MS07 - CDEV-2
Interfaith Prayer and Reflection Room (#3020C) in The Ohio Union

Recent Studies on the Biomechanics and Fluid Dynamics of Living Systems: Cellular Biomechanics and Microfluidics

Thursday, July 20 at 04:00pm

SMB2023 SMB2023 Follow Thursday during the "MS07" time block.
Room assignment: Interfaith Prayer and Reflection Room (#3020C) in The Ohio Union.
Note: this minisymposia has multiple sessions. The other session is MS06-CDEV-2 (click here).

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Wanda Strychalski, Alexander Hoover


From the blebbing of cells to the undulations of fish, biomechanical and biofluidic systems are ubiquitous in nature. Many of these systems involve interplay of multiple physics, such as the structures’ elasticity, the fluid dynamics of differing length scales, and neural activity. Other times, these processes can include chemical signaling, rheological properties of biomaterials, as well as osmotic and the biochemical processes that drive their motion. In this minisymposium, we focus on modeling the biological processes that undergird these biofluidic and biomechanical systems, with methods that range from computational simulation to asymptotic analysis. Talks in this session focus on the modeling and simulation of microscale phenomena, such as cell migration, bone cell signaling, fiber dynamics, and embryogenesis. This minisymposium aims to bring together these communities to discuss recent advances in modeling, analysis, and computational simulation for investigating the interplay of biological processes with fluid mechanics. This is the companion minisymposium of 'Recent Studies on the Biomechanics and Fluid Dynamics of Living Systems: Locomotion and Fluid Transport'.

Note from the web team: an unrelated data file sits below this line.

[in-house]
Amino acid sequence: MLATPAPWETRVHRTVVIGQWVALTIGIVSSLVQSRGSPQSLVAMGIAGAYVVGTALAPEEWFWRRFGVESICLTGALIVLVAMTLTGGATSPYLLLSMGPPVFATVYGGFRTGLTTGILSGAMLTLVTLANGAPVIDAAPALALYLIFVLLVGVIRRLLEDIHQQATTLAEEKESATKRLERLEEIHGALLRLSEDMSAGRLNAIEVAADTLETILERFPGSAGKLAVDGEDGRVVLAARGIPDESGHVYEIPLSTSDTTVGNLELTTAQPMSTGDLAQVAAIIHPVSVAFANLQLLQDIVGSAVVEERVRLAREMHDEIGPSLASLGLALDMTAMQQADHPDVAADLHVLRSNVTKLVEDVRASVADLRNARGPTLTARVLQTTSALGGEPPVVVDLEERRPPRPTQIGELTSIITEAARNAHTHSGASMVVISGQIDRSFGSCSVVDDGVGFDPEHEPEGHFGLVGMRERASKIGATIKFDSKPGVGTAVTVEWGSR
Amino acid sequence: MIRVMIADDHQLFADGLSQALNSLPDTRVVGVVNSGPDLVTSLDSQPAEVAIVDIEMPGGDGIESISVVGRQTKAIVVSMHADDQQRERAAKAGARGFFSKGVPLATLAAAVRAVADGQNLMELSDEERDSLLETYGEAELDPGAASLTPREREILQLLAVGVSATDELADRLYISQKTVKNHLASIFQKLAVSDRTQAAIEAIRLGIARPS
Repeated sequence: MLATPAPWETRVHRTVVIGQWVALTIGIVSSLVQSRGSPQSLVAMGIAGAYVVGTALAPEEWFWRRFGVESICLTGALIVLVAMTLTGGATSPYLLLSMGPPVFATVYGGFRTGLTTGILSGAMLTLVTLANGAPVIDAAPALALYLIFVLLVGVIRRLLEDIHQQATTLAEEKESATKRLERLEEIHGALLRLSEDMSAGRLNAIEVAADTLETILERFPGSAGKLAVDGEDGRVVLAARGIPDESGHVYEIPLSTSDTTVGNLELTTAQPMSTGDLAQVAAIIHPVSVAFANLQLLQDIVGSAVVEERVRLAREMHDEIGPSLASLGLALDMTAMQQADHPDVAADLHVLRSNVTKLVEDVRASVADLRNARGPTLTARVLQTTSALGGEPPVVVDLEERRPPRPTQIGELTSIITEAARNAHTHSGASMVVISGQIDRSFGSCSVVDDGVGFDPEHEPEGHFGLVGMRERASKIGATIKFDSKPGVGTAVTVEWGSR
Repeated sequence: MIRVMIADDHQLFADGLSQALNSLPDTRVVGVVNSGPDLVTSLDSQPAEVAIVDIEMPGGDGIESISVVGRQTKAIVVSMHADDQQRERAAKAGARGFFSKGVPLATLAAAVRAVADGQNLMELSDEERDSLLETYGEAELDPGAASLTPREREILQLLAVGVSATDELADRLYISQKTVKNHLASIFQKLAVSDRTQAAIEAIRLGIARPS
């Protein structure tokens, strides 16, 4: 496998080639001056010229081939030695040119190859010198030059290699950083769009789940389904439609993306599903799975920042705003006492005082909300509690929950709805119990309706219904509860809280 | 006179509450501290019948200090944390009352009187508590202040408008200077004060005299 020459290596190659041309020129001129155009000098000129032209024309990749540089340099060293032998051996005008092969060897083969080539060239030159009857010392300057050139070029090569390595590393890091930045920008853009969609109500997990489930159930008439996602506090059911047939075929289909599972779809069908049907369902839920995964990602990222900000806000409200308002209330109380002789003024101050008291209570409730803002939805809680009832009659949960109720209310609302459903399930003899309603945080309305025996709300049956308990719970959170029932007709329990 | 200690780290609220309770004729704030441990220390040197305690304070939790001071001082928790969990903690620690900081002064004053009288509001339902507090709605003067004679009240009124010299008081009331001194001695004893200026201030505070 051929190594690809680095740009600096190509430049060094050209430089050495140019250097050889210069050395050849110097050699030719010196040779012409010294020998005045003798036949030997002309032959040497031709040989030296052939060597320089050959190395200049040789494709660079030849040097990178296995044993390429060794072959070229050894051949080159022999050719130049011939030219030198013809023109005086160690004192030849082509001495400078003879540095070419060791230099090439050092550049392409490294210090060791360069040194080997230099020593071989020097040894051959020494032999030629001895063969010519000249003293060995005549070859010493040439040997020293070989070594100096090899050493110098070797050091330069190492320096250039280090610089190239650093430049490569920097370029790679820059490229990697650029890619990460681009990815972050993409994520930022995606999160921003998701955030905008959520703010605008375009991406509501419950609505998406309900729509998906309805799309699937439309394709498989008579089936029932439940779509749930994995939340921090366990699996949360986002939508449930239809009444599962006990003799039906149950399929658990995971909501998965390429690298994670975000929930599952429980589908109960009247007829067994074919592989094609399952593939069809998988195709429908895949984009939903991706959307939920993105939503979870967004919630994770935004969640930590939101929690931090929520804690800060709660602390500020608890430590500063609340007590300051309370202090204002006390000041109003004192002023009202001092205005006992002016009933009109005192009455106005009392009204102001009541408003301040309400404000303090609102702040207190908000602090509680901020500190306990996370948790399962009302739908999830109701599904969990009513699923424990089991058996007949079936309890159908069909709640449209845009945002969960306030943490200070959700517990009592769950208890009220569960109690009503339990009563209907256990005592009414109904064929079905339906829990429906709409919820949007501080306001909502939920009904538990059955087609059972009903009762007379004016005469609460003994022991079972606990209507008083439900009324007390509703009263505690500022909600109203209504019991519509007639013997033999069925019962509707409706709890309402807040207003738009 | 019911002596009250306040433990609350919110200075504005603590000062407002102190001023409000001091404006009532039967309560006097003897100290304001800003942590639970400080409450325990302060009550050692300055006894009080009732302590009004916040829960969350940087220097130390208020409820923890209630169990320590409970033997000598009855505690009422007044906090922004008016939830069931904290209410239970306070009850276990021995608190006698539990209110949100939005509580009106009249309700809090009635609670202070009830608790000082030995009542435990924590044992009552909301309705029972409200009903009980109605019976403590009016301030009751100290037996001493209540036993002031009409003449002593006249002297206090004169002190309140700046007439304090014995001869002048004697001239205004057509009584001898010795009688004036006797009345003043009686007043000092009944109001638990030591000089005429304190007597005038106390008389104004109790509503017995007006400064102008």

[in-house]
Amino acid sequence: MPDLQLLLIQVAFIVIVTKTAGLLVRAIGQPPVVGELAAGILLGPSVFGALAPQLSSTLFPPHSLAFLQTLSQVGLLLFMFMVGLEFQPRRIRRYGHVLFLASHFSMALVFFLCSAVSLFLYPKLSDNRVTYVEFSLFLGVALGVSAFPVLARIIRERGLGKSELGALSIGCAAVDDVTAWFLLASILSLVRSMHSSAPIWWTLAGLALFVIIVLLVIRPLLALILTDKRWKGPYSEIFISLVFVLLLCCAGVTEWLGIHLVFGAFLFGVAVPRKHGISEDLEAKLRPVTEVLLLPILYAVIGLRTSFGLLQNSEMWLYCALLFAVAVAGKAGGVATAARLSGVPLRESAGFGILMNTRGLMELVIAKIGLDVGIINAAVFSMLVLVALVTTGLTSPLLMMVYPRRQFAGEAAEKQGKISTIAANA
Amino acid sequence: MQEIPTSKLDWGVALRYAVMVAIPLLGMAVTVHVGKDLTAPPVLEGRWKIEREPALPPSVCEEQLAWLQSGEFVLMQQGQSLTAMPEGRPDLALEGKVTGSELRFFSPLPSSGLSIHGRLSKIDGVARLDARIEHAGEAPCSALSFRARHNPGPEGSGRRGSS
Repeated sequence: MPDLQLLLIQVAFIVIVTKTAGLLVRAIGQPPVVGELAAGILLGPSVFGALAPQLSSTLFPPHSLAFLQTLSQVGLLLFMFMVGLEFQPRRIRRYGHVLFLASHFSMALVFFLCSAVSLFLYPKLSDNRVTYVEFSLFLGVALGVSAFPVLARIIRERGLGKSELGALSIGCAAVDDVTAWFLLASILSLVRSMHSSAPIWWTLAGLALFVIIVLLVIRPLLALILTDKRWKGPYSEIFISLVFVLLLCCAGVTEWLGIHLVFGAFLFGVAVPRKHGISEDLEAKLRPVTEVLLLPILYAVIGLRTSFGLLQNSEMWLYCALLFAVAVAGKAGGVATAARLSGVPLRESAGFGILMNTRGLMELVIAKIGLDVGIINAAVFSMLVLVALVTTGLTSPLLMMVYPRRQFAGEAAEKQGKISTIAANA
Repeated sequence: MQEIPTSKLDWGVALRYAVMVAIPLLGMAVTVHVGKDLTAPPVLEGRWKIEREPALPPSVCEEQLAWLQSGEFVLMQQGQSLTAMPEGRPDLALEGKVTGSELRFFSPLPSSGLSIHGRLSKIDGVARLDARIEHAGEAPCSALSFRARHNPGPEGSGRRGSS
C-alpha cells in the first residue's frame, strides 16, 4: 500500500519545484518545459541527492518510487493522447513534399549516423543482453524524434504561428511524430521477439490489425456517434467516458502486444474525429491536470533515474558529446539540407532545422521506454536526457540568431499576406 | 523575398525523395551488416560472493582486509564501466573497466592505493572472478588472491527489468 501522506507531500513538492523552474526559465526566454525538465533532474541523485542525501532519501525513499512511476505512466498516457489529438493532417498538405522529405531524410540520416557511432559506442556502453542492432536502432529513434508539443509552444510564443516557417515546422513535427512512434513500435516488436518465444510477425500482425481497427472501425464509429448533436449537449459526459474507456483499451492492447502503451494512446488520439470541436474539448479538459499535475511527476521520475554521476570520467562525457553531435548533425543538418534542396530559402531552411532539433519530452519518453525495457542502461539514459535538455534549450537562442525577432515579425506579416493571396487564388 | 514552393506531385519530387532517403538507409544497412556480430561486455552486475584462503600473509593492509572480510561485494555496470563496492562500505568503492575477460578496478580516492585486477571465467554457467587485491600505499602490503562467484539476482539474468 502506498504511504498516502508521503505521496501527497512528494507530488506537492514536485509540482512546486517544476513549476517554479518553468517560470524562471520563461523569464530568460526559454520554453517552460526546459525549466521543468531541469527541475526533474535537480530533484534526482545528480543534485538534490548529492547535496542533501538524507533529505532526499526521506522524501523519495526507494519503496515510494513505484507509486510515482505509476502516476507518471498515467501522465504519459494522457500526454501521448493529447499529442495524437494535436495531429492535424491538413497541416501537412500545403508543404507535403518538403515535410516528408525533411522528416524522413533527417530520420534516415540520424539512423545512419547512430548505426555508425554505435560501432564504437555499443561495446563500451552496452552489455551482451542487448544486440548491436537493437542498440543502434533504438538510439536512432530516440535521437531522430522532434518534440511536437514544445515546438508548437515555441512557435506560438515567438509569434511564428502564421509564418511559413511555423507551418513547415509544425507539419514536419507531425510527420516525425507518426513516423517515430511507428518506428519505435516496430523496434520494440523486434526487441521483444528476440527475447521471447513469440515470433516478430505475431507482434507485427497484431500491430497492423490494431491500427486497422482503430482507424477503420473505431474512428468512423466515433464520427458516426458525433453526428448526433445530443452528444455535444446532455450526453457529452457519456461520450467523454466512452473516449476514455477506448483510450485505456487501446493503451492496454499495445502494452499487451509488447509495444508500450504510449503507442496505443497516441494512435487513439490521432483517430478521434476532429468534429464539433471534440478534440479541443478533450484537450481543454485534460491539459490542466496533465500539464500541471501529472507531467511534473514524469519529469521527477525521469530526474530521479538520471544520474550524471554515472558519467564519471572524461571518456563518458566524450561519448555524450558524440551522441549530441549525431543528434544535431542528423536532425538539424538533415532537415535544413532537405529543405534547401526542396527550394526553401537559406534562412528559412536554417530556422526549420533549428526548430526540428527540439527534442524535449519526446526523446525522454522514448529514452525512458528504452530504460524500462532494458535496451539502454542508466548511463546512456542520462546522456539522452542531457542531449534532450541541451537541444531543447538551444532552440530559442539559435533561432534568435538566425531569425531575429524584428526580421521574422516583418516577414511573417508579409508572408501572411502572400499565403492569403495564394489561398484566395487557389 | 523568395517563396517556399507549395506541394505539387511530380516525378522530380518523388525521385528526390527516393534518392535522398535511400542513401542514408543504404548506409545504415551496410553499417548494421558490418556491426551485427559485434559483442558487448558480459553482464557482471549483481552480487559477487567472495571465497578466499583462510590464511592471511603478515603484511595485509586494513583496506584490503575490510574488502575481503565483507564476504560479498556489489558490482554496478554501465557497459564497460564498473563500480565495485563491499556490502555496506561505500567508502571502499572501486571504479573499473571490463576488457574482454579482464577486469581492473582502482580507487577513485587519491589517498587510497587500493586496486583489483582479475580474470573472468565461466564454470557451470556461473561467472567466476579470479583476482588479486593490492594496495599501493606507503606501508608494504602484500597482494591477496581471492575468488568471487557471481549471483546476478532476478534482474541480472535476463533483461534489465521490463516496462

Hongfei Chen

Tulane University (Department of Mathematics)
"Effects of Choanoflagellate Colony Shape on Hydrodynamic Performance"
Choanoflagellates are believed to be the closest animal relatives and are considered important in the study of animal tissue evolution. In their preferred environment, these microorganisms form a relaxed colony with flagella pointing-inward. However, when conditions become unfavorable, they contract and invert the colony, causing the flagella to point outward. Our proposed coarse model produces the same averaged far field flow as a single cell, and we use it to analyze the feeding and swimming behaviors of the two different colonies.